Open partisan warfare between Democrats and Republicans, between the Obama administration and Congress, is underway and the latest clash is the Battle of Keystone, the fight over the Keystone XL pipeline.
By attaching a deadline for a decision to legislation extending the payroll tax holiday by two months, Congress tried to force President Obama to issue a presidential permit that would allow for the expansion of the pipeline where it crosses the U.S.-Canadian border. The president had previously announced that he would delay his decision until 2013.
President Obama today called Congress' bluff: he decided, and rejected the permit, on the grounds that he did not have adequate information in hand to approve the pipeline at present. This is consistent with his explanation for delaying his decision to 2013, despite the lengthy review and hearings process that has already taken place. Congress forced him to make a decision, but did not override his freedom to make that decision as he saw fit, and so he chose - as his aides had hinted he would - to say no.
Environmental groups will cheer the decision, and contribute heartily to re-elect the president. Republicans, though, will cheer as well: they have forced President Obama to reject a project that would create American jobs immediately and lower U.S. oil and gasoline prices over time. In elections this year, Republican candidates will cite this decision as proof that President Obama put special interests ahead of jobs and economic growth.
The importance of the Battle of Keystone will be measured by its significance in the larger partisan war that has raged in the United States for a decade or more. It has been a war from the Gingrich revolution to the battle to Impeach President Bill Clinton, from the appalling invective against President George W. Bush to the defection of Senator Jim Jeffords of Vermont to put the Senate in Democratic hands, to the election of President Obama who promised to change the tone of Washington through to the partisan passage of health care legislation and the 2010 election that signaled a Republican takeover of the House of Representatives.
Frustrated by his inability to pass climate legislation, President Obama turned a routine presidential permit decision into a political weapon. By delaying his decision, he allowed his allies in the environmental movement to raise funds and protest the pipeline in Nebraska and nationwide. The issue rallied a diverse coalition of local and national environmental activists and boosted their fundraising in a bleak, recessionary economy.
The president first delayed his decision on Keystone to the end of 2011, allowing additional time for hearings and study. Then, under pressure from his allies, he decided to add a delay until after the U.S. election, pledging to decide in 2013.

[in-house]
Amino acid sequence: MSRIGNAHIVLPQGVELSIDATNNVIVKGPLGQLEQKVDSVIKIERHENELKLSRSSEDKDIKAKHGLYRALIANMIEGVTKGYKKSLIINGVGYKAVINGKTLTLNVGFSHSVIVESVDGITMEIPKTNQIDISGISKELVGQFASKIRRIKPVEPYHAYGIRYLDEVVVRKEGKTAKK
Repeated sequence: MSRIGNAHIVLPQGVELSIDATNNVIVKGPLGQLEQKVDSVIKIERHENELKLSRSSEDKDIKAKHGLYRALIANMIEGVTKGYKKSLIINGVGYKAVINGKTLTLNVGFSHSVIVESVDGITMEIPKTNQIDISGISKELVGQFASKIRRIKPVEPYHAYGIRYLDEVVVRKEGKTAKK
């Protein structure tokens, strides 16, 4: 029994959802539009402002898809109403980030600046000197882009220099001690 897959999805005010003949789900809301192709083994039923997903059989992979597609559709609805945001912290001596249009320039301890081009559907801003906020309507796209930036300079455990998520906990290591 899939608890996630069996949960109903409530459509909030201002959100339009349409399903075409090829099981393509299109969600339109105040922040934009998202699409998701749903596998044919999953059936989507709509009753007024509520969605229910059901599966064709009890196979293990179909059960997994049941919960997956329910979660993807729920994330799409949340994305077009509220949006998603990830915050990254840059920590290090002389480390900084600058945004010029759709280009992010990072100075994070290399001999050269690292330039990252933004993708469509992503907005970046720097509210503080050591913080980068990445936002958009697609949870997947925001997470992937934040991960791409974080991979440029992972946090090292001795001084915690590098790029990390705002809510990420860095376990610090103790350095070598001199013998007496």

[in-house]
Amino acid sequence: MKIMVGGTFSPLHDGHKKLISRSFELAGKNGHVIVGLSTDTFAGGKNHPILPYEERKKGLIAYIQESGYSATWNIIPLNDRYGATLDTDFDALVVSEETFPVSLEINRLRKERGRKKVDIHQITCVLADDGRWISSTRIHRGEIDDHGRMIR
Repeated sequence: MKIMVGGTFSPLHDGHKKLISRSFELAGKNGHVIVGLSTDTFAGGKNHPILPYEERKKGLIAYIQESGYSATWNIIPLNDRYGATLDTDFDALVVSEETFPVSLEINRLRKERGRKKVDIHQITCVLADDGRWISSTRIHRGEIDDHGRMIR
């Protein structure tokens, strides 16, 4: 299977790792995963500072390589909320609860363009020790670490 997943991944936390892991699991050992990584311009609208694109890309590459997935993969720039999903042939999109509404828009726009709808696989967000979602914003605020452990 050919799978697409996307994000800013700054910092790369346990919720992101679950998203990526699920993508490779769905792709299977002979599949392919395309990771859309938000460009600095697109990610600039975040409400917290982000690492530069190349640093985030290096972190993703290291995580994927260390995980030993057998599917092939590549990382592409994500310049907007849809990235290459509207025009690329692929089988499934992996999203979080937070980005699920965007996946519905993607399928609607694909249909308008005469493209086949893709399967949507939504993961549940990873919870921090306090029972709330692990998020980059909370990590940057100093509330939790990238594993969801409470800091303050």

Republicans smelled weakness. Texas Governor and Republican presidential candidate Rick Perry came out with a strong endorsement of the Keystone pipeline, criticizing Obama for the delayed decision. Shortly thereafter, the entire field of GOP presidential candidates endorsed the Keystone pipeline and pledged to approve the permit if elected. The partisan battle lines were drawn.
House Republicans tried to attach language forcing the president to make a decision on the Keystone pipeline and ultimately succeeded in adding to the temporary payroll tax cut extension. The White House initially insisted it would veto any bill that included language forcing the president's hand on Keystone, but when the bill came to his desk President Obama signed it anyway.
The payroll tax cut extension is only good until the end of February, and as Congress returns this week following a recess for Martin Luther King Day, negotiations are about to begin on another payroll tax cut extension as well as another increase in the U.S. debt ceiling by more than $1 trillion. Obama's Keystone decision is a warning shot to Congressional Republicans intended to make the president look stronger for the battles to come.
Like picnickers at the Battle of Gettysburg, Canadians have a great view of the fighting and are not indifferent about the outcome - but for those doing the fighting, they are irrelevant. It is always hard, and sad, to repeat this, but this is all about us in the United States, and not about you in Canada. And whatever Prime Minister Harper, Premier Redford or Ambassador Doer thinks or says about the president's decision, it won't stop the war.
Only the 2012 election can do that now. President Obama's rejection of the Keystone permit can be reconsidered at any time by this president. Or by his successor.
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